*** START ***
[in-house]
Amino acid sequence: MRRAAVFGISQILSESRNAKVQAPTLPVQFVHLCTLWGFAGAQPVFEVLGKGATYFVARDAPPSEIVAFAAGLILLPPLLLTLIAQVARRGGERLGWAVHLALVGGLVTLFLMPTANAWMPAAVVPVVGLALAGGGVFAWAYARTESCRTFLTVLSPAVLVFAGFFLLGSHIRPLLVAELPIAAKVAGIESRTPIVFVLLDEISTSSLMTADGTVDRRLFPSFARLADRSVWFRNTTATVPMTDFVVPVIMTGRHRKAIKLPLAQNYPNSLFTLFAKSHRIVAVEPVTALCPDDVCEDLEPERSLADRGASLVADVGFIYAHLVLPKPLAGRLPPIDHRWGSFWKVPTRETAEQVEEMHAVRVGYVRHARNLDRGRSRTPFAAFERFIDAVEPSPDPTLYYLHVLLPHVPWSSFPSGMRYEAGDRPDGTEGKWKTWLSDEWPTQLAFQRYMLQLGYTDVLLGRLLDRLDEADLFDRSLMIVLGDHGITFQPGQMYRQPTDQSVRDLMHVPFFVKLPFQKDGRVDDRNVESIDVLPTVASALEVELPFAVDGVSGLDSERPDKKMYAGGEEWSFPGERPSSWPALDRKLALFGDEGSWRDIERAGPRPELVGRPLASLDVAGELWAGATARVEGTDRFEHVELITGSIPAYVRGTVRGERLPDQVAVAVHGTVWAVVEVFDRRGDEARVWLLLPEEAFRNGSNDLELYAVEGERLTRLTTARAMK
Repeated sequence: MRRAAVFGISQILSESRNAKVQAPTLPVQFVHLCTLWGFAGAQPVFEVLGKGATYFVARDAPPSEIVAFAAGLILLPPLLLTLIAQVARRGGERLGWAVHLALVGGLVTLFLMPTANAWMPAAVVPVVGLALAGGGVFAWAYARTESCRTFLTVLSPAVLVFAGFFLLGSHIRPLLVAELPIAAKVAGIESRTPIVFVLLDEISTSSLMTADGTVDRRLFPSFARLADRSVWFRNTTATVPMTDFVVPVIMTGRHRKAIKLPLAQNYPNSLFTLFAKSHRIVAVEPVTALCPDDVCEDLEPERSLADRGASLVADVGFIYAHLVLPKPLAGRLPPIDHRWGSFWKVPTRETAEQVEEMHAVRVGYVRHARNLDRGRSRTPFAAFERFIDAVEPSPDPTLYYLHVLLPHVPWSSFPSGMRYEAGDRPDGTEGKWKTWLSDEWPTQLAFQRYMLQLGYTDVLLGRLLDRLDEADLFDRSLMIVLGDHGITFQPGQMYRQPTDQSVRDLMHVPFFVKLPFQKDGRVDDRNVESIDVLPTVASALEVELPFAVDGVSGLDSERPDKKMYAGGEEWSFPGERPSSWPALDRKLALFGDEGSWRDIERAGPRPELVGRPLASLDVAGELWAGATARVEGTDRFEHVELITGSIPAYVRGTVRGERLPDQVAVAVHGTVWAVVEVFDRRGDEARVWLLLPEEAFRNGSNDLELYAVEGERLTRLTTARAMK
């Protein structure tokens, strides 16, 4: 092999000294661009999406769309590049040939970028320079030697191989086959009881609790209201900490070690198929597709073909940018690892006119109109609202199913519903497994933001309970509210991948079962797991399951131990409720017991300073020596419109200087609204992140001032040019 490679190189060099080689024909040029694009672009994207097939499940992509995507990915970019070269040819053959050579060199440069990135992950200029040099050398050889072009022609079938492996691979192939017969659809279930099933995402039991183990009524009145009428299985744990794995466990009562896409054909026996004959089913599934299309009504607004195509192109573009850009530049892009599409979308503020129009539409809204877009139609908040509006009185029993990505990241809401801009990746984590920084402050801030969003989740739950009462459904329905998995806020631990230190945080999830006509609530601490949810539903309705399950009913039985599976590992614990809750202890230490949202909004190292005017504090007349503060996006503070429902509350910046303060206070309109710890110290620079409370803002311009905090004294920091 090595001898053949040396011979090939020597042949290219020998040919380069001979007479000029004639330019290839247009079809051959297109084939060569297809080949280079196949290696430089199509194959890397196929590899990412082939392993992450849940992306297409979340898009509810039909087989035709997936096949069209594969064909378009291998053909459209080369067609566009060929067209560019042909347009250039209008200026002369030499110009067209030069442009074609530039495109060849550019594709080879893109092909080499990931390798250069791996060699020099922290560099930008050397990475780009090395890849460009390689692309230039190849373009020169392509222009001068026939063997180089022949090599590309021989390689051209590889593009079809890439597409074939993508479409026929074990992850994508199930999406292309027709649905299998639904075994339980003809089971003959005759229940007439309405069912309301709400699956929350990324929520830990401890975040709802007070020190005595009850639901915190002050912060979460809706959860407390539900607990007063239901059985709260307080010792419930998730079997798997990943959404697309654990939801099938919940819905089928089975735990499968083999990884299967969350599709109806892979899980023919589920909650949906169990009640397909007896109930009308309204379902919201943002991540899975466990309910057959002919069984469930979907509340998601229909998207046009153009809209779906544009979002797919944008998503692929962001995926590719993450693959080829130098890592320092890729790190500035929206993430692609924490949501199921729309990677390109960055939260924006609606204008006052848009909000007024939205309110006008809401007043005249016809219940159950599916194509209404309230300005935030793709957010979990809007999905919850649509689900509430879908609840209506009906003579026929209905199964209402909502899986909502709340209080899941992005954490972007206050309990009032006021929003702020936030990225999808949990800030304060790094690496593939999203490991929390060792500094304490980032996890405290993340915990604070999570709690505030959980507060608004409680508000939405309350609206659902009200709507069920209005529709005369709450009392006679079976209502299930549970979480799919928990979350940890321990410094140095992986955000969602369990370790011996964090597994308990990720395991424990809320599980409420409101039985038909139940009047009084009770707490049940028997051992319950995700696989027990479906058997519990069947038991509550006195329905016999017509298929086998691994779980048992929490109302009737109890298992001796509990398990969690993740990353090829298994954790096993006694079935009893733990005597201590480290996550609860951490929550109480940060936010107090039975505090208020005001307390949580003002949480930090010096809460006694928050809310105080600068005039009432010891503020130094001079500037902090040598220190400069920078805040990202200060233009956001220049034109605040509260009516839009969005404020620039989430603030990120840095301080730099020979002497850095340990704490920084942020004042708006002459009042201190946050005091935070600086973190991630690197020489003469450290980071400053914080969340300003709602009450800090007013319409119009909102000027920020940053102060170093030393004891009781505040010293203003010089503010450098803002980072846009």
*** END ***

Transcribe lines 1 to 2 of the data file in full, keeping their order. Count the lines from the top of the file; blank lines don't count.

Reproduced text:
[in-house]
Amino acid sequence: MRRAAVFGISQILSESRNAKVQAPTLPVQFVHLCTLWGFAGAQPVFEVLGKGATYFVARDAPPSEIVAFAAGLILLPPLLLTLIAQVARRGGERLGWAVHLALVGGLVTLFLMPTANAWMPAAVVPVVGLALAGGGVFAWAYARTESCRTFLTVLSPAVLVFAGFFLLGSHIRPLLVAELPIAAKVAGIESRTPIVFVLLDEISTSSLMTADGTVDRRLFPSFARLADRSVWFRNTTATVPMTDFVVPVIMTGRHRKAIKLPLAQNYPNSLFTLFAKSHRIVAVEPVTALCPDDVCEDLEPERSLADRGASLVADVGFIYAHLVLPKPLAGRLPPIDHRWGSFWKVPTRETAEQVEEMHAVRVGYVRHARNLDRGRSRTPFAAFERFIDAVEPSPDPTLYYLHVLLPHVPWSSFPSGMRYEAGDRPDGTEGKWKTWLSDEWPTQLAFQRYMLQLGYTDVLLGRLLDRLDEADLFDRSLMIVLGDHGITFQPGQMYRQPTDQSVRDLMHVPFFVKLPFQKDGRVDDRNVESIDVLPTVASALEVELPFAVDGVSGLDSERPDKKMYAGGEEWSFPGERPSSWPALDRKLALFGDEGSWRDIERAGPRPELVGRPLASLDVAGELWAGATARVEGTDRFEHVELITGSIPAYVRGTVRGERLPDQVAVAVHGTVWAVVEVFDRRGDEARVWLLLPEEAFRNGSNDLELYAVEGERLTRLTTARAMK